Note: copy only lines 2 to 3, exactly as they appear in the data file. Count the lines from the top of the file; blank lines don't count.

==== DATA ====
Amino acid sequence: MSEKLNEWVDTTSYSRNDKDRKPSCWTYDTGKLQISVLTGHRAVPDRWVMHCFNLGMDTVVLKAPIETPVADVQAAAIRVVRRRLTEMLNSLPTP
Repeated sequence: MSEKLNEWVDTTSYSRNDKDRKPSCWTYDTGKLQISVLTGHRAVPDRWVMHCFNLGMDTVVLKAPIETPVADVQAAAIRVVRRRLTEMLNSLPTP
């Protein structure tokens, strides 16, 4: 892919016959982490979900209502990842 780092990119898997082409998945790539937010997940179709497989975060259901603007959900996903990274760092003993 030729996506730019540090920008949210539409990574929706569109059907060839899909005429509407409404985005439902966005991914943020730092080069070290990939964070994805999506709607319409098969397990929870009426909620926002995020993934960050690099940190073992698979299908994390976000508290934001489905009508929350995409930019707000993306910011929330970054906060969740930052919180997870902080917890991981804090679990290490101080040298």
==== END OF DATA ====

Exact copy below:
Repeated sequence: MSEKLNEWVDTTSYSRNDKDRKPSCWTYDTGKLQISVLTGHRAVPDRWVMHCFNLGMDTVVLKAPIETPVADVQAAAIRVVRRRLTEMLNSLPTP
């Protein structure tokens, strides 16, 4: 892919016959982490979900209502990842 780092990119898997082409998945790539937010997940179709497989975060259901603007959900996903990274760092003993 030729996506730019540090920008949210539409990574929706569109059907060839899909005429509407409404985005439902966005991914943020730092080069070290990939964070994805999506709607319409098969397990929870009426909620926002995020993934960050690099940190073992698979299908994390976000508290934001489905009508929350995409930019707000993306910011929330970054906060969740930052919180997870902080917890991981804090679990290490101080040298």